In a paper titled, “Changes in firearm mortality following the implementation of state laws regulating firearm access and use,” RAND Corporation staffers have published a paper examining child access prevention (CAP), right-to-carry (RTC), and stand your ground (SYG) laws. The paper shows that the people at RAND are continuing doing very biased and poorly done research on gun control. A summary of the article was published in Science.
We have never previously seen a paper that uses 80% confidence intervals. As soon as you look at their table 1, it is clear that they did that because they wouldn’t have gotten any statistically significant results if they used 95% or even 90% confidence intervals. Indeed, only one of their findings might be statistically significant at the 85% level (the child access laws for total firearm deaths would be at about 1.00 and one would need more information to know whether it was just above or below 1.00 to see if that was statistically significant at the 85% level).
The bottom line is that NONE of their results are statistically significant.
Even their first paragraph misstates what the views of gun control researchers are. They cite the New York Times survey, but they ignore our work showing that it is horribly flawed.
The differences between the New York Times and our own respondents appear to arise for several reasons. The Times’ consideration of only policies that would increase government regulation of gun ownership and the apparent dominance of public health researchers on its panel both worked to produce answers that were more sympathetic to gun control poli- cies. However, this does not explain all of the differences between our survey results and theirs, as the Times’ small selective sample was even slightly more supportive of gun control than was the average public health researcher in our survey. That is true even when we limit ourselves to just the Times’ surveyed policies.ARTHUR Z. BERG, JOHN R. LOTT JR., AND GARY A. MAUSER, “Expert Views on Gun Laws,” Regulation, WINTER 2019–2020.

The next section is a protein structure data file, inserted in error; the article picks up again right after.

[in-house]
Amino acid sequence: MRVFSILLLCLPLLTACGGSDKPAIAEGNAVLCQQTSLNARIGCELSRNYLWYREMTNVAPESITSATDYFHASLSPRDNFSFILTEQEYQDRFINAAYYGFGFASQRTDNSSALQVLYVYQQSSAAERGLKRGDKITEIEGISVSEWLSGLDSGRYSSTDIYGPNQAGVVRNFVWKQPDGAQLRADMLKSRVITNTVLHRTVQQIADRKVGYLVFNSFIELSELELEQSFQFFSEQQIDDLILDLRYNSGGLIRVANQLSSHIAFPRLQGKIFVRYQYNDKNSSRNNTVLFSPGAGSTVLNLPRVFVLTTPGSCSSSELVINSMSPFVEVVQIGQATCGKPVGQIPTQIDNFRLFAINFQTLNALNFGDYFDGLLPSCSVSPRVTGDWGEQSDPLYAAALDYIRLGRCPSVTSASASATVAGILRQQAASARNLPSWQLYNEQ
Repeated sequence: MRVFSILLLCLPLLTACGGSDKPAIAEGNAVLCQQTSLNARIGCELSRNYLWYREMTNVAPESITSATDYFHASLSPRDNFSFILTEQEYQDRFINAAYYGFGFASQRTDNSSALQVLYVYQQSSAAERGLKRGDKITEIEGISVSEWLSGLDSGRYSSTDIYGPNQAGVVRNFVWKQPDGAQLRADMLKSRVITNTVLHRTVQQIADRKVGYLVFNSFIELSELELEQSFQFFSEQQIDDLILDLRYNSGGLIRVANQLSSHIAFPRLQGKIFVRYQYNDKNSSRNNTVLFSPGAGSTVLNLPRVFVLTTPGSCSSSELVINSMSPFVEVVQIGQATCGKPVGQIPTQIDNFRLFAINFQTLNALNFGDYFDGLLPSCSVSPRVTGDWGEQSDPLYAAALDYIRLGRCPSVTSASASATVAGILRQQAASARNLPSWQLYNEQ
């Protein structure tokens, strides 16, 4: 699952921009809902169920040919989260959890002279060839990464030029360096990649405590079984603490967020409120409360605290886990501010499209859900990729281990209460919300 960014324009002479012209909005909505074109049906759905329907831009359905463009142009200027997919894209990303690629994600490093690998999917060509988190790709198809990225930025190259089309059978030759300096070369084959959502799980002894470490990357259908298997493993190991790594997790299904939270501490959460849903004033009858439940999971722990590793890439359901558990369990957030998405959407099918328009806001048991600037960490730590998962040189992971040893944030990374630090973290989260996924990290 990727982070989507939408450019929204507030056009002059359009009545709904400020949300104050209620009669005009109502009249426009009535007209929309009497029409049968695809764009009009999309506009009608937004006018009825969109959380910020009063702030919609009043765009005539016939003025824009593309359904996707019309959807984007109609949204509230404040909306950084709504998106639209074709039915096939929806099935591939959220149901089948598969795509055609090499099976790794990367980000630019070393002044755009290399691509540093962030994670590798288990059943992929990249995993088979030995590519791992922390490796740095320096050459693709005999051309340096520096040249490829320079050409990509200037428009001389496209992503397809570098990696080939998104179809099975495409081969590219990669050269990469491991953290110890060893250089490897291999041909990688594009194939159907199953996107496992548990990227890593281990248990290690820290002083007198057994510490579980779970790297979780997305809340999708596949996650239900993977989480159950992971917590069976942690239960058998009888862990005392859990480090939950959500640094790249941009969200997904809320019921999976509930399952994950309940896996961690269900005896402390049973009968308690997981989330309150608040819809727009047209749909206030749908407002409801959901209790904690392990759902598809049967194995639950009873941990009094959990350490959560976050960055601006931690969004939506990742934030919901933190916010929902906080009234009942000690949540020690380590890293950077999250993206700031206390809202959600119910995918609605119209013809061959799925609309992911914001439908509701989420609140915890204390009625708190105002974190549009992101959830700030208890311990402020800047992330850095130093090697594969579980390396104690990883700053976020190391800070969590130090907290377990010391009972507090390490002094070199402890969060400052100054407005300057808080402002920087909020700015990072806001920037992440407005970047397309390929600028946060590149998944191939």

Their regressions aren’t serious, and while they cite one of my studies on this, they ignore the arguments made in it. For example, Child Access laws should have a much bigger impact on suicides for children than for adults. Many factors impact suicide rates, so what we did was to account for the adult suicide rate in explaining the juvenile suicide rate and then see if the child access laws caused the juvenile suicide rate to change relative to the adult suicide rate.
Concerning RTC laws, they assume that the impact of so-called “shall-issue” or “right-to-carry” laws causes a large, immediate increase in the number of permits (for a discussion of the problems see here). But that is not the case, for states differ widely as to how easily they issue permits. This problem is particularly problematic for studies that have looked at the period after 2000. With their data going on to 2016, this is a real problem. Once you get past 2000, they are comparing the changes in right-to-carry states to only a few other states and eventually no other places that ban entirely concealed carry.
There are also errors in their definition of what state laws are. For example, they don’t acknowledge that Rhode Island became a right-to-carry state due to a 2015 state Supreme Court decision.
You can get a pretty good idea of where these people at RAND are coming from by seeing that 97% of the money that they gave out went to gun control advocates, and the rest went to those that were either unidentified or neutral.